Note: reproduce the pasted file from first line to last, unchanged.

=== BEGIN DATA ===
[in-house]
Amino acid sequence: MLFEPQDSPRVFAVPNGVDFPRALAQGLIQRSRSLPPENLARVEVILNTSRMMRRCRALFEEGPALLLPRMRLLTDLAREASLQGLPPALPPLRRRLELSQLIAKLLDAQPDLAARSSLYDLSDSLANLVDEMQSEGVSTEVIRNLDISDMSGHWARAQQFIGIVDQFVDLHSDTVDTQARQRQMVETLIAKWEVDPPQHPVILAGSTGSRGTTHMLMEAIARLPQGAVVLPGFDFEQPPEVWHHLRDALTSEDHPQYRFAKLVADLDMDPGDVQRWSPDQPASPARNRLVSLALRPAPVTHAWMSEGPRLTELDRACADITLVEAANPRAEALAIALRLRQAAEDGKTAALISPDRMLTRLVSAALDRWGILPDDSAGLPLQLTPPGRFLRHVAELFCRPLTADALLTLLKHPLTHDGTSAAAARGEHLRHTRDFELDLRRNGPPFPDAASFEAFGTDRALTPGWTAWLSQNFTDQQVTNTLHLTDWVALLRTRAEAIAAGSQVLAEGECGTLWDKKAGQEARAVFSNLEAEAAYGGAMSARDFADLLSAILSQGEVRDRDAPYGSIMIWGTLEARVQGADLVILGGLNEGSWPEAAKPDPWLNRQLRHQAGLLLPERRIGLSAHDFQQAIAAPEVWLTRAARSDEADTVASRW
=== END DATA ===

[in-house]
Amino acid sequence: MLFEPQDSPRVFAVPNGVDFPRALAQGLIQRSRSLPPENLARVEVILNTSRMMRRCRALFEEGPALLLPRMRLLTDLAREASLQGLPPALPPLRRRLELSQLIAKLLDAQPDLAARSSLYDLSDSLANLVDEMQSEGVSTEVIRNLDISDMSGHWARAQQFIGIVDQFVDLHSDTVDTQARQRQMVETLIAKWEVDPPQHPVILAGSTGSRGTTHMLMEAIARLPQGAVVLPGFDFEQPPEVWHHLRDALTSEDHPQYRFAKLVADLDMDPGDVQRWSPDQPASPARNRLVSLALRPAPVTHAWMSEGPRLTELDRACADITLVEAANPRAEALAIALRLRQAAEDGKTAALISPDRMLTRLVSAALDRWGILPDDSAGLPLQLTPPGRFLRHVAELFCRPLTADALLTLLKHPLTHDGTSAAAARGEHLRHTRDFELDLRRNGPPFPDAASFEAFGTDRALTPGWTAWLSQNFTDQQVTNTLHLTDWVALLRTRAEAIAAGSQVLAEGECGTLWDKKAGQEARAVFSNLEAEAAYGGAMSARDFADLLSAILSQGEVRDRDAPYGSIMIWGTLEARVQGADLVILGGLNEGSWPEAAKPDPWLNRQLRHQAGLLLPERRIGLSAHDFQQAIAAPEVWLTRAARSDEADTVASRW